Interview on Kirsten Rice’s Blog

So I was interviewed by Kirsten Rice, who’s been interviewing important(?) people from Absolute Write.  You can find it here:

Or read below.

In other news, I have a brand new WIP.  I know I’ve had like 20 of those lately, but I’m pretty sure this one is sticking.  I’ve written about 600 words of it.  It is not the one mentioned in the interview, lol.

AW Identity:
Screen Name: Sage
Post Count: Not quite 40K
Favorite Forum: YA, though I’m having lots of fun in the Bewares and Background Checks forum
What’s the best lesson AW has taught you? I have to admit, I was one of those new YA authors who thought that YA had to be fairly innocent.  In the 3 years since the YA forum really took off, I’ve obviously learned differently, but since I massively fail at being edgy, it doesn’t actually matter that much to me 😉

In real life, you are… very stressed, lol.
Book title(s): I have no published books, but I will be happy to give you the titles of my finished (query-ready) mss.  AFTRLYF, HEVN SNT, DownLoad, Love Sucks, Trouble is a Friend of Mine, and Fireflies. 
Genre: Urban fantasy (A and HS), YA SF (DL), YA contemp. fantasy (LS, TiaFoM), and literary MG (Ff)

Describe your current WIP in 50 words or less: Haha, this is harder than you’d think because I have several possible projects, and I haven’t chosen one.  I will give you the one I’m most likely to pursue.

Boy/Girl: Cameron is sometimes a guy, sometimes a girl, depending on who he…or she is with. Things should be easier after enrolling in an all-boys school, except that her roommate is convinced Cam is a girl and falls for her. Meanwhile, the school’s “prince” falls for, well, him.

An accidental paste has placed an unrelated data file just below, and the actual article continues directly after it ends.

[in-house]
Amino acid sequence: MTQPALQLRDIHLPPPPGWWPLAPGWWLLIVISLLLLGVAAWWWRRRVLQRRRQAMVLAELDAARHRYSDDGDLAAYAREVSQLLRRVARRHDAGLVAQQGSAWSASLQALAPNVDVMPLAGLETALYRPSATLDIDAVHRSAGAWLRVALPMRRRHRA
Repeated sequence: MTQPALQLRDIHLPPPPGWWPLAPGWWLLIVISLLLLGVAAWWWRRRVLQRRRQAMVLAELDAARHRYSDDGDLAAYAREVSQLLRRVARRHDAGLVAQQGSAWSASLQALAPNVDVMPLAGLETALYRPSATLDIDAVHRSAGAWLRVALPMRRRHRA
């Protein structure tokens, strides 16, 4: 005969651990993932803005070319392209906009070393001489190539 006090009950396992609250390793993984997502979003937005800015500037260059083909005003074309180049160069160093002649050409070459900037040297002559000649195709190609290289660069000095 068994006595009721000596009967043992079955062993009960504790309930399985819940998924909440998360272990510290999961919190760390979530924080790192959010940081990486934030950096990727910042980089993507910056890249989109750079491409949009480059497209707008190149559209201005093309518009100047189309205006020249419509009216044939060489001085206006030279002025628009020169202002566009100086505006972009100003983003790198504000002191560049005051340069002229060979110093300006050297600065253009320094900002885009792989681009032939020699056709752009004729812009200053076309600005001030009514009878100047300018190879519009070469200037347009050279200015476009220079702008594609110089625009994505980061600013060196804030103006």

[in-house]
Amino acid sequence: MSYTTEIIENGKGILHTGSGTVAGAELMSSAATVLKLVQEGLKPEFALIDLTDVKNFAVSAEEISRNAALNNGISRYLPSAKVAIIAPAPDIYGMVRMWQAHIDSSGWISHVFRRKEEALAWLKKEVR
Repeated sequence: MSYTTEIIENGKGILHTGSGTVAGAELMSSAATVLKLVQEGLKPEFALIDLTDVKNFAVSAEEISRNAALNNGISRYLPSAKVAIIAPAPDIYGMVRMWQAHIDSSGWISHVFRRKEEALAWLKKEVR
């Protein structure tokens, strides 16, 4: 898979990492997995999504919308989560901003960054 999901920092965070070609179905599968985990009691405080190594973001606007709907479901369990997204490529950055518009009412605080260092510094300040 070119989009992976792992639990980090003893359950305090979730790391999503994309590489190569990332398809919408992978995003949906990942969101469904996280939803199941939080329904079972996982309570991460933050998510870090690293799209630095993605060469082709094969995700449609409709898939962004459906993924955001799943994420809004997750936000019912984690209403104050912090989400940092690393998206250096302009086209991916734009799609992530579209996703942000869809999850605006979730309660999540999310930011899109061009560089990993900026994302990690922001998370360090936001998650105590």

You write some YA: what draws you to the genre?  This is an excellent question.  I think part of it is that I was reading YA early on, and then continued through high school, and in college I didn’t really have time for pleasure reading.  So when I thought about reading for fun after high school, I still usually thought about my experiences with YA, even though now YA is so far from the Sweet Valley High and Babysitters Club books of that time.  Also, I always kind of wanted the kind of high school experience that we got to see in YA books and shows when I was younger, and I never got it, so there’s always been an element of vicarious living that way.  There’s just something very natural to me about writing a character at the age of 16.  I usually start my MCs there and then adjust their age according to what I really need it to be.  Finally…, my favorite show of all time is Buffy, the Vampire Slayer, so you can see how I might end up with YA contemp fantasy.